#define NSMALLPOSINTS 257
#endif
#ifndef NSMALLNEGINTS
#define NSMALLNEGINTS 5
#endif

...

#if NSMALLNEGINTS + NSMALLPOSINTS > 0
/* Small integers are preallocated in this array so that they
   can be shared.
   The integers that are preallocated are those in the range
   -NSMALLNEGINTS (inclusive) to NSMALLPOSINTS (not inclusive).
*/
static PyLongObject small_ints[NSMALLNEGINTS + NSMALLPOSINTS];
#ifdef COUNT_ALLOCSPy_ssize_t quick_int_allocs, quick_neg_int_allocs;
#endif

The above source code for python shows how python preallocates these integers into a PyLongObject type static array.

alias

Notice that the variable 'd' was storing the value of 'b', which was the integer 256.  In this instance, 'd' is considered an alias of the object stored in the same location of 'b'.  The ID of 'd' remained the same, even when 'b' was reassigned to 258, because the value of 'd' was that of an immutable object 256, even though it was an alias.

mutable objects

Some mutable types: list, set, dict, byte array

Mutable in python means that once python initializes an instance of an object of an immutable type and allocates memory for that object, the object may change and have different values, yet still be the same instance with the same ID, the same object and same place in memory throughout the python application.  The below code snippet uses lists to demonstrates these concepts of instances of mutable objects changing yet keeping the same ID throughout the program.

$ cat immutable.py
#!/usr/bin/python3

a = [10, 20, 30]
b = [2, 5, 6]
c = [10, 20, 30]
d = a
print('a=', id(a), 'b=', id(b), 'c=', id(c), 'd=', id(d))
a.append(b)
a += [9]
print('a=', id(a), 'b=', id(b), 'c=', id(c), 'd=', id(d))
a = [9]
print('a=', id(a), 'b=', id(b), 'c=', id(c), 'd=', id(d))
print(a, b, c, d)

$ ./immutable.py
a= 140118659929736 b= 140118659929800 c= 140118659929928 d= 140118659929736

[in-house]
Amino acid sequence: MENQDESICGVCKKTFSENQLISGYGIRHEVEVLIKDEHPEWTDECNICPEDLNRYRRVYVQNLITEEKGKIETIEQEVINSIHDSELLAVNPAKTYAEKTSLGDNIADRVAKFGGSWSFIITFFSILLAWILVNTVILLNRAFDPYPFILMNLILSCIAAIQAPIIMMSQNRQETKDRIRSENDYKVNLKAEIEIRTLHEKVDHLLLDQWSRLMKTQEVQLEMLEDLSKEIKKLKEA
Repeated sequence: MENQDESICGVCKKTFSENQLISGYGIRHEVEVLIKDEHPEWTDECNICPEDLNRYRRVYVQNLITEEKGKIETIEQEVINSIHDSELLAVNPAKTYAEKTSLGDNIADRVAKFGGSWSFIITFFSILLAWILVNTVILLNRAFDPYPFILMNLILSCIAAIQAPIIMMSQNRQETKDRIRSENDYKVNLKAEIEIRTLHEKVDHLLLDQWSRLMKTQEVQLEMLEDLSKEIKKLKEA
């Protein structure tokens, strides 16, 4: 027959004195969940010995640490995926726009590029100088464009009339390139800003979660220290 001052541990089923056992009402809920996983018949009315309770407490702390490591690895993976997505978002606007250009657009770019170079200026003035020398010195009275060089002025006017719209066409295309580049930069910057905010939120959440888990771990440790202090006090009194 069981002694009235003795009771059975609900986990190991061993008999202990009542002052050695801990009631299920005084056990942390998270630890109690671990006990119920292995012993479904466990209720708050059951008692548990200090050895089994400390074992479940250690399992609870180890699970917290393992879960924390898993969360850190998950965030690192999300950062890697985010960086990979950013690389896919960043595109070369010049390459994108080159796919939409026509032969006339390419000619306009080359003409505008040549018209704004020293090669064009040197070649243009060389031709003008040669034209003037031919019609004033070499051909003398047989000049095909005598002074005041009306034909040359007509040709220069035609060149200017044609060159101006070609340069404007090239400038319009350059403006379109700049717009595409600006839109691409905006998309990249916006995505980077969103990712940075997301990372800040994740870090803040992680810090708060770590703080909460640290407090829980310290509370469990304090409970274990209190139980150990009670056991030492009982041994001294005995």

a= 140118659929736 b= 140118659929800 c= 140118659929928 d= 140118659929736
a= 140118659929864 b= 140118659929800 c= 140118659929928 d= 140118659929736
[9] -- [2, 5, 6] -- [10, 20, 30] -- [10, 20, 30, [2, 5, 6], 9]

Notice that in the above program, all the ID numbers remain the same for each mutation of the variable 'a'. Unlike integers, the lists 'a' and 'b' have different ID numbers although they have the same value. Since, lists are mutable there are new objects created to account for mutations. Variable 'd' does share the same ID as 'a', however, since 'd' is assigned to the object 'a'. However, when 'a' is reassigned to a new list, variable 'd' still contains the value of the object that 'a' was originally assigned to. The line a = [9] is simply a reassignment, not a mutation. The other lines of code: a.append(b) and a += [9] are methods to mutate 'a'. Since, 'd' was originally assigned to the object of 'a', the ID of 'd' remains unchanged and its value is observed include all the mutations that occurred to 'a' before 'a' was reassigned.

: why it matters

A classic example of why understanding object mutability behaviors matters is with a program that generates massive strings by appending other strings to it.  In python, since strings are immutable, you cannot change them, and instead you must reassign a string type variable to have a new value and thus allocate new memories and new ID's for the new variable.  However, python allocates for memory differently with lists, and so generating an expansive list of strings, and then calling the join() function on that list, thus converting the list to a string, is slightly faster.  Essentially, with the list, there are not new strings being created for every element that is joined onto the end string, which is what happens with string reassignment.  Below is the code for such a scenario, in which I use the time library to demonstrate runtime of each function.  You will notice that the runtime for the list_main() function, which generates the list is slightly faster.